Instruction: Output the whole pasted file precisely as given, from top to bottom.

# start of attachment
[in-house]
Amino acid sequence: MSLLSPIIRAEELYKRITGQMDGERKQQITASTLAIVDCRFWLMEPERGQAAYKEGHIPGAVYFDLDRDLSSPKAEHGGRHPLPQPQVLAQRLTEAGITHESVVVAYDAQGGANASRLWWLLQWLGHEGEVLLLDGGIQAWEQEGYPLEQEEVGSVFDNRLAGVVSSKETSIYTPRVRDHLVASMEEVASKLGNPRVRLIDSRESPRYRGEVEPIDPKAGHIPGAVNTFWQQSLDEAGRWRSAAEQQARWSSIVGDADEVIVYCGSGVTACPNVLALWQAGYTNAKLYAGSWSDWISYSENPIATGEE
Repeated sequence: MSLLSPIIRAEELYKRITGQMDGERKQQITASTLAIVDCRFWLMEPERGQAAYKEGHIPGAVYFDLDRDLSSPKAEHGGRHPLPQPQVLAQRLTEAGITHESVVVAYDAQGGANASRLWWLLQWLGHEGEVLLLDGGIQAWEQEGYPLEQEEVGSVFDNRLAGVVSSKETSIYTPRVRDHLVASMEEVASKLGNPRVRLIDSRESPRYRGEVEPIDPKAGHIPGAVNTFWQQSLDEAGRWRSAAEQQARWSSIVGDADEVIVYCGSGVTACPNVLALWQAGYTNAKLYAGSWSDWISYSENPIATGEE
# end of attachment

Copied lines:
[in-house]
Amino acid sequence: MSLLSPIIRAEELYKRITGQMDGERKQQITASTLAIVDCRFWLMEPERGQAAYKEGHIPGAVYFDLDRDLSSPKAEHGGRHPLPQPQVLAQRLTEAGITHESVVVAYDAQGGANASRLWWLLQWLGHEGEVLLLDGGIQAWEQEGYPLEQEEVGSVFDNRLAGVVSSKETSIYTPRVRDHLVASMEEVASKLGNPRVRLIDSRESPRYRGEVEPIDPKAGHIPGAVNTFWQQSLDEAGRWRSAAEQQARWSSIVGDADEVIVYCGSGVTACPNVLALWQAGYTNAKLYAGSWSDWISYSENPIATGEE
Repeated sequence: MSLLSPIIRAEELYKRITGQMDGERKQQITASTLAIVDCRFWLMEPERGQAAYKEGHIPGAVYFDLDRDLSSPKAEHGGRHPLPQPQVLAQRLTEAGITHESVVVAYDAQGGANASRLWWLLQWLGHEGEVLLLDGGIQAWEQEGYPLEQEEVGSVFDNRLAGVVSSKETSIYTPRVRDHLVASMEEVASKLGNPRVRLIDSRESPRYRGEVEPIDPKAGHIPGAVNTFWQQSLDEAGRWRSAAEQQARWSSIVGDADEVIVYCGSGVTACPNVLALWQAGYTNAKLYAGSWSDWISYSENPIATGEE